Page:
Some of the conditions that can cause secondary hyperhidrosis are obesity, diabetes, hyperthyroidism, hot flashes or menopause, heart attack, nervous system disorders, chronic infections, and low blood sugar.
What Are The Other Hyperhidrosis Treatment Options
If you notice that you have heavy or abnormal sweating episodes, you should get checked by your primary physician to determine the cause and the possible treatments. Aside from Botox injections, here are the alternative treatments for forehead and facial hyperhidrosis:
Antiperspirants are not just used for excessive armpit sweat. There are available topical antiperspirants, usually in gel or wipes form, which can be applied on the facial skin and forehead to control sweating. Most antiperspirant products today often contain aluminum-based active ingredients which help block your sweat glands to control your perspiration.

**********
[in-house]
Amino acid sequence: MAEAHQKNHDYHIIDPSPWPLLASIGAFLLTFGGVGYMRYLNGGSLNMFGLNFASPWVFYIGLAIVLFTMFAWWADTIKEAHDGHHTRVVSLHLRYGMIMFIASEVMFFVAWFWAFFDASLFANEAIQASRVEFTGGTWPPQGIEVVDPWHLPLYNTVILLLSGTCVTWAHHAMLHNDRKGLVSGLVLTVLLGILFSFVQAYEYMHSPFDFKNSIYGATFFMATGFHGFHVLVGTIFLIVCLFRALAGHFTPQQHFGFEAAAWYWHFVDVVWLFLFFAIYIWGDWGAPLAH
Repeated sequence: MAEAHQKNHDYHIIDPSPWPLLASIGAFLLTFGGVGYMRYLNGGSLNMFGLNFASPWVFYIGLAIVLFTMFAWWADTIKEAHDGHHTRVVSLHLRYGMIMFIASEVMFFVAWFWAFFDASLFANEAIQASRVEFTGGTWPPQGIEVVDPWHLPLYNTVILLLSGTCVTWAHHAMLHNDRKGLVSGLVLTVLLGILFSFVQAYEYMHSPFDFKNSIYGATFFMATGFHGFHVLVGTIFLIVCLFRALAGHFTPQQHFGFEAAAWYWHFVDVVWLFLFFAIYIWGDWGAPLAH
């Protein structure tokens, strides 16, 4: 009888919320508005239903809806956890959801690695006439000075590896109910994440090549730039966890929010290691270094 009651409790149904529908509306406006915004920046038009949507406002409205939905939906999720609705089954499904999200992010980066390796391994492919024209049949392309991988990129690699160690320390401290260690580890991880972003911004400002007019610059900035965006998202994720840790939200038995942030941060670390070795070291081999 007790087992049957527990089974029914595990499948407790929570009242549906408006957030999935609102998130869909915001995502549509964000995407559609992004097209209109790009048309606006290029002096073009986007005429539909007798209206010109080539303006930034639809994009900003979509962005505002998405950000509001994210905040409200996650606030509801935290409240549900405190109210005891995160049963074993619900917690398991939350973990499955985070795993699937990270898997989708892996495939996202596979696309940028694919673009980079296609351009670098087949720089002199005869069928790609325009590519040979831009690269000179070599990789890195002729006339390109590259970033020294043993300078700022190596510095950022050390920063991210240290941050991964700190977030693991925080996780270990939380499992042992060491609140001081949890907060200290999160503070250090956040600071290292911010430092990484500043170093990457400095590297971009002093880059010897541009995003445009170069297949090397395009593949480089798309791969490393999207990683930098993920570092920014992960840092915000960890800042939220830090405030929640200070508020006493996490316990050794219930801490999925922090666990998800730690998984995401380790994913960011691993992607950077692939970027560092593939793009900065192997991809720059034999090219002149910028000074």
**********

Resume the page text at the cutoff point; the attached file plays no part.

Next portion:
Iontophoresis is commonly used for palmar hyperhidrosis (hands) and plantar hyperhidrosis (feet). It can be considered as an alternative treatment when prescription antiperspirants are not enough for your excess sweating condition.
This treatment is usually done in a series of sessions in a medical clinic or at home (if you have the machine). During iontophoresis, you will submerge both hands or feet in water and a medical device will send electric shockwaves that will prevent sweat from temporarily exiting your glands.
For facial sweating, there are available face mask applicators that can be placed over your skin. Make sure to consult first with your doctor before using the iontophoresis devices on your own.
3. Laser treatments
Laser therapy can also be used for the treatment of excessive sweating. Like Botox, it’s a minimally invasive procedure that only requires directing a beam of light to heat up and destroy the sweat glands in the underarm area. The procedure is usually performed under local anesthetic or with the application of numbing cream over the treatment area. A laser treatment session can be done in less than an hour.
4. Prescription medicine or anticholinergic drugs
Your doctor may also prescribe you oral medications for forehead sweating. These prescription drugs or anticholinergic medications act as nerve blockers that stop the release of chemicals that will activate the sweat glands. While they are effective for controlling excessive sweating, these drugs may not be recommended for long-term use since they can cause side effects like dry mouth or blurred vision.